Of time and the President continues in office after the beginning of the period of four months ending with the date when his term of office would expire by effluxion of time, during the first three Months of that period;
(b)In any other case, during the period of three months beginning
With the date when the office of President becomes vacant”
This provision is in substantial part like Section 23(7) of the 1978 Constitution as follows:
“A Presidential Election Meeting shall take place-
(a)If a retiring President continues in office after the beginning
Of the period of four months ending with the date when the term of office of the retiring President would expire by the effluxion of time, during the first three months of that period;
(b)In any other case, during the period of one month beginning with the date when the office of President becomes vacant; Provided always that whenever there is a vacancy during any Dissolution of Parliament, the Presidential Election shall be Held and completed before the election of Members of Parliament”
The wording in 43(a) is rather dicey. It makes room for two interpretations: On the one hand, it could mean that elections be held in the first three months during a period of four months terminating with the date the five year term ends. On the other hand, reference to four months could be interpreted as holding elections in the first three months within a period of four months immediately following the date the five years expire. If Section 43(a) of the Constitution requires election to be held within the first three months during the period of four months to the time the office is to become vacant, is it practicable and well-founded in our constitutional and political history. Would this be a better alternative to holding elections within three months after date of vacancy? The reason why date is crucial especially in our own circumstance is because the President’s term starts from the date of his election, and not like in the USA where elections are held in November every four years but the term commences on the day the President is sworn-in and moves into the White House. Donald J. Trump was elected in November 2017, and took the oath in February 2018.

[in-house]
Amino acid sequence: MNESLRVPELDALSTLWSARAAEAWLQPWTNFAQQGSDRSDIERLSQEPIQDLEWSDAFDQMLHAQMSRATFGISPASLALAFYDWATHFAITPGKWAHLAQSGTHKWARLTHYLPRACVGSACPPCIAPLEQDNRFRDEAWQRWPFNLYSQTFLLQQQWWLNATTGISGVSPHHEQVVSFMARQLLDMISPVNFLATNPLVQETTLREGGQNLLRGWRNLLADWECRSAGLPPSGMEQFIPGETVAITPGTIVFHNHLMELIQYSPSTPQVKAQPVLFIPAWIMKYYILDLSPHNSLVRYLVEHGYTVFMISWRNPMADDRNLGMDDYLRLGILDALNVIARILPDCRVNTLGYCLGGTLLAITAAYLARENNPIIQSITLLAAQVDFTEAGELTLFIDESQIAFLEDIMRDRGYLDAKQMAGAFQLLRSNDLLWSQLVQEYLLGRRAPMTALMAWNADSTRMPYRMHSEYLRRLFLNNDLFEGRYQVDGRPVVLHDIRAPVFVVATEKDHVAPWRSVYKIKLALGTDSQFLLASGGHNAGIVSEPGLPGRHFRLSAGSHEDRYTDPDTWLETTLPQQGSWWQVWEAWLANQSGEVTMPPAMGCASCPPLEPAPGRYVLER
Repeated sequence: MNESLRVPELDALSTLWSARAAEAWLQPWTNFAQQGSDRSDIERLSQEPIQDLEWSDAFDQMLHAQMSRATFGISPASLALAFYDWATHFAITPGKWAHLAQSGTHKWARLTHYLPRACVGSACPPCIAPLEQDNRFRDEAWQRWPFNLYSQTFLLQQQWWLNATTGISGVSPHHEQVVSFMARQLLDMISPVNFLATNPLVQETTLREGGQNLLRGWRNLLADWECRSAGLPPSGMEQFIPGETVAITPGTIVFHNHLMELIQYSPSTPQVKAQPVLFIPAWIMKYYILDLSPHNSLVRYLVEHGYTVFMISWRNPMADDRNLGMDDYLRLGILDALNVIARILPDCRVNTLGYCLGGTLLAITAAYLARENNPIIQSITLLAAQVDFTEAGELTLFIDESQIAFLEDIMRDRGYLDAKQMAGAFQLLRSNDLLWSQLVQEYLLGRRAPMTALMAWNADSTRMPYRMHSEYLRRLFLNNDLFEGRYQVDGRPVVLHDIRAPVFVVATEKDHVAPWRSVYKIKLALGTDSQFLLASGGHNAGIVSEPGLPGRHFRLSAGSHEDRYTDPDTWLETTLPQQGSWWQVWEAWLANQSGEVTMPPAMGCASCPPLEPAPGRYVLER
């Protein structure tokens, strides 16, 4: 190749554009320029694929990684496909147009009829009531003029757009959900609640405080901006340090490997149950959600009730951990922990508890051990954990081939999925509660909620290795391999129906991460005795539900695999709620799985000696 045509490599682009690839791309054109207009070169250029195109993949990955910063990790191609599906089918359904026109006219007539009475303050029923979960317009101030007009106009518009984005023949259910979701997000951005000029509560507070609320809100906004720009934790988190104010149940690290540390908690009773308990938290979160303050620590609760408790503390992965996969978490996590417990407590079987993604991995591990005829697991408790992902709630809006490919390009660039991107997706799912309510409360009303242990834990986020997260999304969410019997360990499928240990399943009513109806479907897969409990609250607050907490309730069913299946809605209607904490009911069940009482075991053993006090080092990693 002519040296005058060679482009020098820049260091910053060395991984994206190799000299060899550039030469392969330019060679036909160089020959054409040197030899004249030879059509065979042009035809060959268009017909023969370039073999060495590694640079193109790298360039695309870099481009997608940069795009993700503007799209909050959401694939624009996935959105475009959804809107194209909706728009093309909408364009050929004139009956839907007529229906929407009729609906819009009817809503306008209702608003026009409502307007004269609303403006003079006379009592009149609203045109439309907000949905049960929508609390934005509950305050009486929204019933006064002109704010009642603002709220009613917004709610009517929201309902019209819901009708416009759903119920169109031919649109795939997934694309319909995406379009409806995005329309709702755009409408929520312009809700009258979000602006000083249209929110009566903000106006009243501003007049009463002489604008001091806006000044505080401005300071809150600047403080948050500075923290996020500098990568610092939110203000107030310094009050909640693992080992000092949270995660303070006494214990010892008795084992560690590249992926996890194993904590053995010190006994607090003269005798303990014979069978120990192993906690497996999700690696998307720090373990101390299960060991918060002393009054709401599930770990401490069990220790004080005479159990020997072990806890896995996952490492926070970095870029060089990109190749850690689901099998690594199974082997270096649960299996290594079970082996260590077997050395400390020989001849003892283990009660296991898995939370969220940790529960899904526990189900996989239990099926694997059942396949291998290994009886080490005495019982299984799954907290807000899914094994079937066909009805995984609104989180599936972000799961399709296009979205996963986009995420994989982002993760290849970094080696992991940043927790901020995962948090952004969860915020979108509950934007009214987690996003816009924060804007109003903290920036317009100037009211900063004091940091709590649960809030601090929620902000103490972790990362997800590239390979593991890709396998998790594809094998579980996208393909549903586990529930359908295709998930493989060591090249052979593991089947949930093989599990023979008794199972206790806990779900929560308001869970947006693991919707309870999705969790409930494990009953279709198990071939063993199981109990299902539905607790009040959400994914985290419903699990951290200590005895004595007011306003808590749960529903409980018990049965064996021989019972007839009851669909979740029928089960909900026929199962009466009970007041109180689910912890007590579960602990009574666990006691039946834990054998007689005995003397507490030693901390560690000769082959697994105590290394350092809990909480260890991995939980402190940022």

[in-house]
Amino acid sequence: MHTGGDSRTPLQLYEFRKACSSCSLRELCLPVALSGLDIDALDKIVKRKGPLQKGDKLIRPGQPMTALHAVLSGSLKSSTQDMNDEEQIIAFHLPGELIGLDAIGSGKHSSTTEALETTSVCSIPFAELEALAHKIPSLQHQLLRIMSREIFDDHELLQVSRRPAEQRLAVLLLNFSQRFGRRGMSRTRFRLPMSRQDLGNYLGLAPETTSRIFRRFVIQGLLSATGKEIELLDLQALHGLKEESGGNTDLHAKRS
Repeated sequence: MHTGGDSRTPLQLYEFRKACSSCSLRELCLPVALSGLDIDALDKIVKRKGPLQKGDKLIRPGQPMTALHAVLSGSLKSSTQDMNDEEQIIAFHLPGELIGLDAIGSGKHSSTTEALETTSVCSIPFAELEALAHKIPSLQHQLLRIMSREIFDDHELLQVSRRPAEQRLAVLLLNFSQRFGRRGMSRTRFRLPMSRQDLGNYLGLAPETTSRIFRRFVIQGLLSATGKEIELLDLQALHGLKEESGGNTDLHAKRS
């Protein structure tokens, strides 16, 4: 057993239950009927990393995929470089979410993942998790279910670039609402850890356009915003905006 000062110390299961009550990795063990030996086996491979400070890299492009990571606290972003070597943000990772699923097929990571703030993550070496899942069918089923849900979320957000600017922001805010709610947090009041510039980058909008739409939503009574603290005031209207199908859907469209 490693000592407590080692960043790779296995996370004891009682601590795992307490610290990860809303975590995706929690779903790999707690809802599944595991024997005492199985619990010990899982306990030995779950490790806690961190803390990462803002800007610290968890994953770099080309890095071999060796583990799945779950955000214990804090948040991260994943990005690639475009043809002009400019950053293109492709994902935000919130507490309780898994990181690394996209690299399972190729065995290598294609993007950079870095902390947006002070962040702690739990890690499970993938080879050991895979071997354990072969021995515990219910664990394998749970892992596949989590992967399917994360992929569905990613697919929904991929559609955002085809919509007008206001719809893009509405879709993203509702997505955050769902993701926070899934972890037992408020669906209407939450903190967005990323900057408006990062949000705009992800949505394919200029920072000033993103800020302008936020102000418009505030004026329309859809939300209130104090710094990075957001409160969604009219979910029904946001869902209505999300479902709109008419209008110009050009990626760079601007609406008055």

It is because of the seeming confusion which Section 43(a) generates that some believe that Section 43(b) is the proper provision that applies to the elections to fill Dr. Ernest Koroma’s vacancy. And if that is the case, then why has the President and NEC pronounced 7th March 2018 as the date for elections, quite in excess of the three months period required?
I have canvassed in great deal arguments in favour of Section 43(a) as the regime that strictly applies to effluxion of time, but have not found sufficient comfort in the confusion it bears. And if as legal minds, we have our own divides on such issues, how much more the layman? In that regard, I have proposed that an amendment to Section 43 is necessary firstly to have a condensed and simple directive, and secondly to ensure that perhaps we have a date fixed by the constitution so we all know that is the date to hold elections every five years. In their University of London compiled text titled “Common Law Reasoning and Institutions-2007”, W.J Morrison and A. Gearey noted on page 155 under the heading ‘The need for interpretation’ as follows:
“We understand what language means by interpreting. Interpretation Is inescapable. Words can have many different meanings-even the Simplest of phrases can be interpreted in a variety of ways…”
Also, under the heading ‘Interpretation of Statutes as sources of law and their application in court processes’ it is noted:
“Statutes are a fundamental source of law. They are an indicator to both lay persons and legal professionals as to certain directives, propositions and rules that the legislature direct should cover certain situations. In contrast to case law, the statute is both the source and the statement of the law, but is the proposition or Rule or principle easily understood so that it can be applied without difficulty?”
The text and substance of that note advises that statutes be plain in reading, and that they are not meant only for reading and comprehension by lawyers, but lay persons as well. A lay person should be able to grab the constitution and any statute and have a fair appreciation of things.